Optimism is the single most frequently cited attribute of healthy and happy people. But who is truly optimistic?

Research psychologist Martin Seligman

Dr. Martin Seligman

found that, to be effective, optimism must be embodied. Putting up a false front of optimism isn’t enough. In fact, trying to be optimistic can create emotional distress, which can then negatively impact health.

By contrast, people who naturally tend toward optimism are more likely to have far less distress, better health, and greater success in all endeavors as compared to people who are filled with doubt or who have pessimistic expectations.

The big question is, for those of us who naturally tend toward pessimism, how can we develop optimism and environmental mastery?

The first step involves developing the awareness that we are practicing pessimism, and this is quite difficult. The most evidence-based method of developing this awareness is mindfulness practice, which can be learned at meditation centers or an MBSR class.

The second step is to be clear on our intentions and to consciously engage in a number of practices, one of which is gratitude.

Cave paintings dating back forty thousand years reveal that prehistoric humans knew that by imagining the results they wanted to achieve (in their case—successful hunting) that they could improve the outcome.

There are many practices that will be described over time in this blog that serve to increase natural optimism. For example, consciously and intentionally thinking of 3 things each day for which we feel authentic gratitude tends to increase natural optimism.

2 replies
  1. Gregory Wilker says:

    You bring up an interesting point today; introducing the idea of “naturally tend(ing) toward pessimism”.

    So often we hear that the natural way/manner of an individual cannot be changed – and often doesn’t want to be changed.

    However, you are stating that one can change their natural tendency. Again, if I take the label/word natural to infer that it is a deeply rooted state – one that can occur without effort or consciousness – then to hear/read that one can change and influence such states is very uplifting.

    It truly gives hope to any and all beings, no matter the past or current environment in which they have found or find themselves in (at least regarding one’s mental state).

    I wonder if any extreme cases of natural behavior have been documented as having been changed through meditation or a similar practice. I also wonder if perhaps one can be trained in having a natural behavior that by another might seem miraculous or magical in nature.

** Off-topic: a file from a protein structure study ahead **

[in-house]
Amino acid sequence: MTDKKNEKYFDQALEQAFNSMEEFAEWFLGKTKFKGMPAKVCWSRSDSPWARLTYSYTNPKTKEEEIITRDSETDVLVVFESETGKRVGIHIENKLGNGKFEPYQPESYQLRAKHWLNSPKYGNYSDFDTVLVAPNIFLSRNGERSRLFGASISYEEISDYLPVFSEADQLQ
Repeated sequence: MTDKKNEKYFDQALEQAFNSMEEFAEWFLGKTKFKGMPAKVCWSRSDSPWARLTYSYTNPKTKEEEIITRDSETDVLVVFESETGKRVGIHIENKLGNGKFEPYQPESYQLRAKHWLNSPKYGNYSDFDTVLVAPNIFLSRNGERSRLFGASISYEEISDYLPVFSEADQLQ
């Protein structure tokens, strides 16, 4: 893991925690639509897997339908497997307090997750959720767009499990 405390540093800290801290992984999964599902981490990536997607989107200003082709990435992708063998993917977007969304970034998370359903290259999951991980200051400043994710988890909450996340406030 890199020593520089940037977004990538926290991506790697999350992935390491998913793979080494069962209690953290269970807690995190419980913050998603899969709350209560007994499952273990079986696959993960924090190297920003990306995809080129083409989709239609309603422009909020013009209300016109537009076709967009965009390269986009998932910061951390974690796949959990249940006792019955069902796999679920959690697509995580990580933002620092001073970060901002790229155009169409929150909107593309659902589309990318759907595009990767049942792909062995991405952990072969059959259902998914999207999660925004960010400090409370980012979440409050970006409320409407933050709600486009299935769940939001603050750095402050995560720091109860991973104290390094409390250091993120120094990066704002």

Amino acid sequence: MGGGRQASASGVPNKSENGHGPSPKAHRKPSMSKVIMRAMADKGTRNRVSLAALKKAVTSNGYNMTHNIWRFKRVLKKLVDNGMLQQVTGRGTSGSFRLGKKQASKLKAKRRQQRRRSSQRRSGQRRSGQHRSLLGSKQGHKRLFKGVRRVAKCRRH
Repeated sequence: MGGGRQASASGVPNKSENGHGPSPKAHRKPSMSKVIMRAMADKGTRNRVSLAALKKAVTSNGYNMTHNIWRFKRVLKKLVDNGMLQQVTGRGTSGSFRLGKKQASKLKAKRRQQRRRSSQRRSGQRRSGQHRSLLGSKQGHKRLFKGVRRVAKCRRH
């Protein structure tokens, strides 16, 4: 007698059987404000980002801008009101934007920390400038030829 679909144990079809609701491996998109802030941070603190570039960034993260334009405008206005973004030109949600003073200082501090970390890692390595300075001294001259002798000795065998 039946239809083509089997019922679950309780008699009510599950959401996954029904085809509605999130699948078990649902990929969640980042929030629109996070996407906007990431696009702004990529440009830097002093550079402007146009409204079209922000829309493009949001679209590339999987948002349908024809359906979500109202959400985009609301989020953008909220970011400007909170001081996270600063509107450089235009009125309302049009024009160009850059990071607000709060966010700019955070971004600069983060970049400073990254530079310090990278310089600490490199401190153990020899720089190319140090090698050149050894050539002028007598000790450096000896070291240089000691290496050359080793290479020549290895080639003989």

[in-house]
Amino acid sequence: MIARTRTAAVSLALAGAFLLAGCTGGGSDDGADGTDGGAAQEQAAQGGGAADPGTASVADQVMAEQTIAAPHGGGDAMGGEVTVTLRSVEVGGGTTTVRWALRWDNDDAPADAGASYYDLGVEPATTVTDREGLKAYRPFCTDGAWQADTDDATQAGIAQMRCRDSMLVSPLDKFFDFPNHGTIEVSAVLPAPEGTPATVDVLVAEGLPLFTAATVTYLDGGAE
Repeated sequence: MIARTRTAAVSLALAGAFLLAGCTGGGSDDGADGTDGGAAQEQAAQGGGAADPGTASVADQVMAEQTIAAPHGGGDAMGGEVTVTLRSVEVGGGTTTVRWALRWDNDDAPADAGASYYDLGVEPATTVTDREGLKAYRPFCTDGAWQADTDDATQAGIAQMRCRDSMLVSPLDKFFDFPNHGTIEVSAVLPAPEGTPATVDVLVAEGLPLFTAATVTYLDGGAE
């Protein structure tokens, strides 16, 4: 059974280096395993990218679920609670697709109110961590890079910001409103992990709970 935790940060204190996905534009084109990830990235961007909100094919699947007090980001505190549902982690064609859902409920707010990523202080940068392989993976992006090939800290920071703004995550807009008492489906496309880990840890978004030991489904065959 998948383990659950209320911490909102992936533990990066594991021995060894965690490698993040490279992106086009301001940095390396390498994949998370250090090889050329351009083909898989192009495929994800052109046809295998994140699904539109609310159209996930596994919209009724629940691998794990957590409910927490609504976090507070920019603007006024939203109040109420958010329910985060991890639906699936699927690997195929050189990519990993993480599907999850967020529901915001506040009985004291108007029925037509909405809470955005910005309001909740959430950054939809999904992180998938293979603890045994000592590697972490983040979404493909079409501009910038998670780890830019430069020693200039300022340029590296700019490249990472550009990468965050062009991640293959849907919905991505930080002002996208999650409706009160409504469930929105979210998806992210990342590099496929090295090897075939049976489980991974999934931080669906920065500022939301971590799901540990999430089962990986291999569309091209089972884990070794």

This to me brings up the question of demeanor and thought in influencing our physical world and actions; how influential is thought in one’s physical environment? Completely? Partially?

    • Larry Berkelhammer says:

      There is now mounting evidence from researchers who use fMRI and a multitude of brain scan protocols as well as electroencephalographic protocols that the brain actually goes through anatomical and physiological changes when we engage in mindfulness practices. Buddhist monks have been found to have more evolved brains. Their intensive, long-term mindful approach to life results in more positive affective states. Unfortunately, one must practice for life because when we stop practicing mindfulness, the brain, being very plastic, reverts back.

      There are many, very simple practices that when practiced routinely, can evolve the brain and result in more positive affect. Examples include breathing diaphragmatically at slower than usual rates, maintaining good postural alignment whether standing, sitting, or walking, and even hanging out with good friends.

      As for the influence of thought, when we are unable to defuse from our thoughts, unable to step back and observe them the way we would observe clouds floating across the sky, then, those thoughts directly influence brain function and affect. However, even the most negative thoughts can do no harm when we are able to avoid fusing or identifying with them.

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